Early help must be at the heart of our child protection system

Ravi Chandiramani
Monday, May 16, 2011

Eileen Munro's long-awaited review is a sound body of work that if accepted by government ought to improve the protection of children in England.

The report's approach promises to cut down on countless rules, regulations, procedures and targets and the resultant culture of blame and back-covering that has poisoned the child protection system and demoralised a workforce. In its place, over time, should emerge a system that invests more trust in children's professionals to make good judgments that fit particular circumstances.

Munro has shown some cunning in calling on government to accept all her recommendations and not to "cherry-pick". If it does the latter, its response will be seen as something of a defiance of the report.

But recommendation 10 - to place a duty on local agencies to secure sufficient "early help" services for families - is likely to get short shrift. Despite consistent rhetoric in support of early intervention services to prevent families from reaching thresholds for social care, the government's mantra of local freedom seems to trump all other considerations.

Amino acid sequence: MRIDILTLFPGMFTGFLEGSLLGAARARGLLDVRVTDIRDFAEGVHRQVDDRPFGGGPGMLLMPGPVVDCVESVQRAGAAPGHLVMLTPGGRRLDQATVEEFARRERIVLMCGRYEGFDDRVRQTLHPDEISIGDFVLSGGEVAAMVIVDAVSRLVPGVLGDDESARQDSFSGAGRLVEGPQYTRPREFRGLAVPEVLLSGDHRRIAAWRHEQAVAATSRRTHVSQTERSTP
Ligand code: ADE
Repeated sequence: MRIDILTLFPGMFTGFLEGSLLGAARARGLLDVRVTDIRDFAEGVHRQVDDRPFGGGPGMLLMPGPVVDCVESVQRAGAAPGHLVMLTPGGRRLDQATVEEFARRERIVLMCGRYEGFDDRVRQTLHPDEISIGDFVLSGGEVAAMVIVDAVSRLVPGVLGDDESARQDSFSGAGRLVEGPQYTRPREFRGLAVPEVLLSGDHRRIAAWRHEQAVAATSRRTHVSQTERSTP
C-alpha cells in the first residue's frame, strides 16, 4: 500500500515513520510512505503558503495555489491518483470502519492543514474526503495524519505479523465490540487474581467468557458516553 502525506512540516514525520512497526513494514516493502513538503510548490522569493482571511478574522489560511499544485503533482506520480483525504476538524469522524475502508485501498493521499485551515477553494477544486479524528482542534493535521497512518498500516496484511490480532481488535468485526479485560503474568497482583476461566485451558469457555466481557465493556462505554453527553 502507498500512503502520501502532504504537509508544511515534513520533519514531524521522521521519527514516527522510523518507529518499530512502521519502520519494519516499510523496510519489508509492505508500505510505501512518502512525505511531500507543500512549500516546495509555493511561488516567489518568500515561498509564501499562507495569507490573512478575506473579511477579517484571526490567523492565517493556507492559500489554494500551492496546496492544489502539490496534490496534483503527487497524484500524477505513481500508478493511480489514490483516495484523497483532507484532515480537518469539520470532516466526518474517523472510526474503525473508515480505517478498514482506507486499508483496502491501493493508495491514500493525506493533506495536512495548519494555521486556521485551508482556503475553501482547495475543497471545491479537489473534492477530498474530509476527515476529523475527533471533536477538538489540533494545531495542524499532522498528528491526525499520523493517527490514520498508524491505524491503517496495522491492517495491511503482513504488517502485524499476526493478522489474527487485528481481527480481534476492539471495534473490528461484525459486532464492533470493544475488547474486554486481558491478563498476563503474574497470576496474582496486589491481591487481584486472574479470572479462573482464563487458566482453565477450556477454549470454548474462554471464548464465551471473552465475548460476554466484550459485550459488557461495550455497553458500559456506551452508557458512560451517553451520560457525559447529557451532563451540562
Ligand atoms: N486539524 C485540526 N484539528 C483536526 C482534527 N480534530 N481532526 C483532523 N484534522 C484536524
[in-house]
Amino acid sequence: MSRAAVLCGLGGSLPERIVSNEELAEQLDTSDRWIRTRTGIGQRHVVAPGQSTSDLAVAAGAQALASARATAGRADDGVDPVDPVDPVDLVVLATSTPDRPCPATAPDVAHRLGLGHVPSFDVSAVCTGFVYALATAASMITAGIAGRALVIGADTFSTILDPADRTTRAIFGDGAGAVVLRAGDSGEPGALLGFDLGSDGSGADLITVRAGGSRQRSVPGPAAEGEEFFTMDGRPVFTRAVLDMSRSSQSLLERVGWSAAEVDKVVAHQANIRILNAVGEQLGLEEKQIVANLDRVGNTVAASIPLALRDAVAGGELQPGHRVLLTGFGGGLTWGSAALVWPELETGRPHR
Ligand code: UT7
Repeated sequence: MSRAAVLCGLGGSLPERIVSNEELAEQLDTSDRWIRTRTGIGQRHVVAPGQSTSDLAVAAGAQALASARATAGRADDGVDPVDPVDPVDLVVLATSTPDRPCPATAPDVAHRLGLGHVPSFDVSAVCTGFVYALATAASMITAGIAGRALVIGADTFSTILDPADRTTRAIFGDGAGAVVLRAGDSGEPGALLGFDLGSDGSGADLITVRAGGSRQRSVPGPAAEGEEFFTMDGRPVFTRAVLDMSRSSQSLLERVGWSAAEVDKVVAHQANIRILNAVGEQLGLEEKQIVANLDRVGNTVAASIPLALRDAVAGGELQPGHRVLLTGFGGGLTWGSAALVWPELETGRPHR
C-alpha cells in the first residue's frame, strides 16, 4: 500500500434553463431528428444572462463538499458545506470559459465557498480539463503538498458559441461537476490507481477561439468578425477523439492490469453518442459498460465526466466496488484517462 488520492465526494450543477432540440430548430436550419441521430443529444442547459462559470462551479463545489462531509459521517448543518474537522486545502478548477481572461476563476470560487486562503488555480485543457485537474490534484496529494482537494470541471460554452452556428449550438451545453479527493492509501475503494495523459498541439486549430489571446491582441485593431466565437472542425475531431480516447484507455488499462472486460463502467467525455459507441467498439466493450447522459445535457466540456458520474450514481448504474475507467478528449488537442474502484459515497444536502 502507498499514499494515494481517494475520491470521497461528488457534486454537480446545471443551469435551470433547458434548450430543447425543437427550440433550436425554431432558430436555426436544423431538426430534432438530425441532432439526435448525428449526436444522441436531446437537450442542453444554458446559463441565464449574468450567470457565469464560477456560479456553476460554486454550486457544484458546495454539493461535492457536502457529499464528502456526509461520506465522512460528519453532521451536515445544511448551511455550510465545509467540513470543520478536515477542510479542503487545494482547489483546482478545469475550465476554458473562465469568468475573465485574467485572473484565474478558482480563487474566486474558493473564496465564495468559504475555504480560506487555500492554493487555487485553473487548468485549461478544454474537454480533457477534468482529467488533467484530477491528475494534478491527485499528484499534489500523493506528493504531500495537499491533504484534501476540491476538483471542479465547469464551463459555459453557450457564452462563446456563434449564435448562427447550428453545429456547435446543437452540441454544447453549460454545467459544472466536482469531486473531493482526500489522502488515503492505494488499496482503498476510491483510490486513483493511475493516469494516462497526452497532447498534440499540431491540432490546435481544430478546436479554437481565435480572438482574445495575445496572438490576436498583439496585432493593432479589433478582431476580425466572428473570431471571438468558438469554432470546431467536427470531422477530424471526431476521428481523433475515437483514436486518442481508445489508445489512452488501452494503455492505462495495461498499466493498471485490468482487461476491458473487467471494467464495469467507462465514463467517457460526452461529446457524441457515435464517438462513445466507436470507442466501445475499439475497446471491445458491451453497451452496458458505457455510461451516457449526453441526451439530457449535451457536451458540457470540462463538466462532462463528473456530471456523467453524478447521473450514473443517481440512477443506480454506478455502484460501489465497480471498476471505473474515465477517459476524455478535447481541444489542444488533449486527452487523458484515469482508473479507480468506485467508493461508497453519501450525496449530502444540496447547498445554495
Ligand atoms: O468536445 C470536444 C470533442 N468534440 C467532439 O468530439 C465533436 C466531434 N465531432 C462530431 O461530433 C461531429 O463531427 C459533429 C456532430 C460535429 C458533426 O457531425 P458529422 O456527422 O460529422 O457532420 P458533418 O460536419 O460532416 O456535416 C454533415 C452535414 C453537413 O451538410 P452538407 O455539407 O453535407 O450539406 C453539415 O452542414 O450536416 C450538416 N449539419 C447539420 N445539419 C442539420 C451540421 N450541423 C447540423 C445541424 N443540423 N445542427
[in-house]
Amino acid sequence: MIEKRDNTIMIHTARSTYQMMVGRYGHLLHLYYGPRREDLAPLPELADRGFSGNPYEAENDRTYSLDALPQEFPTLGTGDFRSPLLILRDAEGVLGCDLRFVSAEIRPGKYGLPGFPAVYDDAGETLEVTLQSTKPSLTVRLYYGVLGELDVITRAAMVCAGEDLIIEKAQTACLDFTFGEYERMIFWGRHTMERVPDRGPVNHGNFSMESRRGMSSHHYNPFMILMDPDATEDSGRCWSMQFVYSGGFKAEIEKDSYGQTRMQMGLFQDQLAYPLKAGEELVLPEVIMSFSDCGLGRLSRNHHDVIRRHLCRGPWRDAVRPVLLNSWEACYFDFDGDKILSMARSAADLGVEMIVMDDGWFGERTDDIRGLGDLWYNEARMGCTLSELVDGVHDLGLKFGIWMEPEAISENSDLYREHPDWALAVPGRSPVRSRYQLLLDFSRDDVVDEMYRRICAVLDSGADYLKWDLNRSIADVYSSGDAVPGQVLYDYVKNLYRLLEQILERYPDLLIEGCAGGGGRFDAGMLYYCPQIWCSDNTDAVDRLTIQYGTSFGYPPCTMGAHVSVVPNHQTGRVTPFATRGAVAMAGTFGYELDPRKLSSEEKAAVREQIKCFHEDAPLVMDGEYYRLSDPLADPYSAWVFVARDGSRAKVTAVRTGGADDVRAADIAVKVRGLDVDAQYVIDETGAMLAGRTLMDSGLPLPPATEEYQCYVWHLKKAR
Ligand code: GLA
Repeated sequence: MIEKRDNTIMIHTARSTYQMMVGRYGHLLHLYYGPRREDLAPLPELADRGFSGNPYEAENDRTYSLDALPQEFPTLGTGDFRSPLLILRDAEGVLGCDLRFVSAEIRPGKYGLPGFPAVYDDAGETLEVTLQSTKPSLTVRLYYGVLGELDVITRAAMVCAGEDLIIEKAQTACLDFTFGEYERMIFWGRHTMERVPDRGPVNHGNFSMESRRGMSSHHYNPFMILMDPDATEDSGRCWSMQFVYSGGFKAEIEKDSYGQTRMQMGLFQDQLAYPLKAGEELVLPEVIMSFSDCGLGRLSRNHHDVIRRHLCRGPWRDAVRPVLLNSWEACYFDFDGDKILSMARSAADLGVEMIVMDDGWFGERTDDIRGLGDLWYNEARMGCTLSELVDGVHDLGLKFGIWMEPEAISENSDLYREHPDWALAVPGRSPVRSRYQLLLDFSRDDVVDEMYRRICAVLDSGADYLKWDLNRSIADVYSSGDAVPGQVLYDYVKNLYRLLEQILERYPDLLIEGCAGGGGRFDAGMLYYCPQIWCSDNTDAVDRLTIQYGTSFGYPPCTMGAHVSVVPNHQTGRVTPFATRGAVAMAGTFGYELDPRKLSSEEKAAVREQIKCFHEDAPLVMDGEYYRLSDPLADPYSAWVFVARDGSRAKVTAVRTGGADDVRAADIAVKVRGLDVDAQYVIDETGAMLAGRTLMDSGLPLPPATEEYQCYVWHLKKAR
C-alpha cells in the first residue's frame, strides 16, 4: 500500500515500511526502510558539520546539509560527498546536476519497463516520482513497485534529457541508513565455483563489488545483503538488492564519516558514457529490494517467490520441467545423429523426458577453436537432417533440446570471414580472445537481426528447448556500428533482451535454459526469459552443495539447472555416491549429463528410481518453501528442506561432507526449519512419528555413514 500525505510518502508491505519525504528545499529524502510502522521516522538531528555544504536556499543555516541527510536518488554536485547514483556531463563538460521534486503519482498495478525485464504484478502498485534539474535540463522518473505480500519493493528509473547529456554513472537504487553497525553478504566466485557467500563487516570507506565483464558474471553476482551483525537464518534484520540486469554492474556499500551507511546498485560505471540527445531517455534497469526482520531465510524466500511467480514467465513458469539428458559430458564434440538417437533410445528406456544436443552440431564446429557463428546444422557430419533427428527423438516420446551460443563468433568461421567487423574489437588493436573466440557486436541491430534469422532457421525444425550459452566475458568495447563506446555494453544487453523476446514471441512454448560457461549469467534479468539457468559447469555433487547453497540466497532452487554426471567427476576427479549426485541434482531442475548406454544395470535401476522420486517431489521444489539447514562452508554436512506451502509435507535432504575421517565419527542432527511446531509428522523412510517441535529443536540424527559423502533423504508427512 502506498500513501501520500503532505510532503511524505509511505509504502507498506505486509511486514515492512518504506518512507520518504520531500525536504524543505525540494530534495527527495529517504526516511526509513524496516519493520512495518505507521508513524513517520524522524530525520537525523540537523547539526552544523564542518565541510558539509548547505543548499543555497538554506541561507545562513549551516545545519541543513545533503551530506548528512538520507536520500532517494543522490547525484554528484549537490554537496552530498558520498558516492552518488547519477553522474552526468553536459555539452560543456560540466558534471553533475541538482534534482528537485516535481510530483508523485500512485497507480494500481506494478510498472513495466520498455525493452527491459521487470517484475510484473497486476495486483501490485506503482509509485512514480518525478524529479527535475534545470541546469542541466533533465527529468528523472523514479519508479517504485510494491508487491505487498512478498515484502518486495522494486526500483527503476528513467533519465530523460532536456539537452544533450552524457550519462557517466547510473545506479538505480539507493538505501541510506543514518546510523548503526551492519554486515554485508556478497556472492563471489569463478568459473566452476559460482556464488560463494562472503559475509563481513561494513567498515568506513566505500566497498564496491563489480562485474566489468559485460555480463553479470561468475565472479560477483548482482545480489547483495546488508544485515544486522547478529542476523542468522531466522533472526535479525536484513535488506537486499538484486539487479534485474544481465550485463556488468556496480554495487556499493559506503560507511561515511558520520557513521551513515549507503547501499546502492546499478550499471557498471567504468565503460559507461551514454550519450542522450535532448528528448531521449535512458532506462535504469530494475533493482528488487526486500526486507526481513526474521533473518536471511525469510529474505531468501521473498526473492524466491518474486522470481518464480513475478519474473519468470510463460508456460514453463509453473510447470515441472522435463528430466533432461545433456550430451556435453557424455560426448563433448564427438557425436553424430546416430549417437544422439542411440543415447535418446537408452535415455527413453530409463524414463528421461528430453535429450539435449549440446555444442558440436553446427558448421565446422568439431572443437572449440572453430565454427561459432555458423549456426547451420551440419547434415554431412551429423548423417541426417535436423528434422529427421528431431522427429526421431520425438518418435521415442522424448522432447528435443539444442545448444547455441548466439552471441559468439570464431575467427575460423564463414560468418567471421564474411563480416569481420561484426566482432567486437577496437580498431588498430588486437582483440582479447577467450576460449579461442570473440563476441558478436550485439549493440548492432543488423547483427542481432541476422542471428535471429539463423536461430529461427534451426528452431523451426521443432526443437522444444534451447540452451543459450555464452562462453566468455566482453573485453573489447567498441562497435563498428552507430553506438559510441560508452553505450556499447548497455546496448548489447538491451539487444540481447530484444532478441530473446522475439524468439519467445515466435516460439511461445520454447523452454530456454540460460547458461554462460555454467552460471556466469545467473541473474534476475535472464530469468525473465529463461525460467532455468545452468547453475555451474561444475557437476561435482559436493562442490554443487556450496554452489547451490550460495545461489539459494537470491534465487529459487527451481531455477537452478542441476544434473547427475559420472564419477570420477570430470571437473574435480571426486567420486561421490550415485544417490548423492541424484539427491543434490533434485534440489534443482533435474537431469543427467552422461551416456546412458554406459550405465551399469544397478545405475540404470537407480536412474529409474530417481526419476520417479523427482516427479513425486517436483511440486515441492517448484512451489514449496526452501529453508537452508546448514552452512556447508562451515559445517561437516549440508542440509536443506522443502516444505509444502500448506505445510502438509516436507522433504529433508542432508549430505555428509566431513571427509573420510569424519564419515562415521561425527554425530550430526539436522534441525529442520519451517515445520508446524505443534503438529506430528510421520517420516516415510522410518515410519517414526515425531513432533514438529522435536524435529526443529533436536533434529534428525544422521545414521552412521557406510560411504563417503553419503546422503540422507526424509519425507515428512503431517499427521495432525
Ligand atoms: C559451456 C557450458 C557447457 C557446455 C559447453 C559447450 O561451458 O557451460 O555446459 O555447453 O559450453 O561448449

The recommendation is also a bit like shutting the stable door after the horse has bolted. Cuts to a range of services providing "early help" are well under way just as job losses and benefit cuts increase social need. The early intervention grant to councils falls well short of the funds it has replaced.

Still, it is a good recommendation. Prevention and early intervention should always be the first line of protection. As Munro states, it is easier and more cost-effective to help families early.

At local level, the best and most efficient help is co-ordinated by multi-agency teams. The government must ensure its national response to the Munro review is properly co-ordinated with its impending responses to other major reviews. These are Graham Allen's work on early intervention (whose second report on funding and finance for programmes is imminent); Frank Field's report on poverty and life chances; and Dame Clare Tickell's report on the Early Years Foundation Stage, several of whose recommendations are about keeping children safe.

The government has said plenty in favour of early help for children and families. Soon it must act. Public service is about more than just lip service.

Ravi Chandiramani, editor, Children & Young People Now

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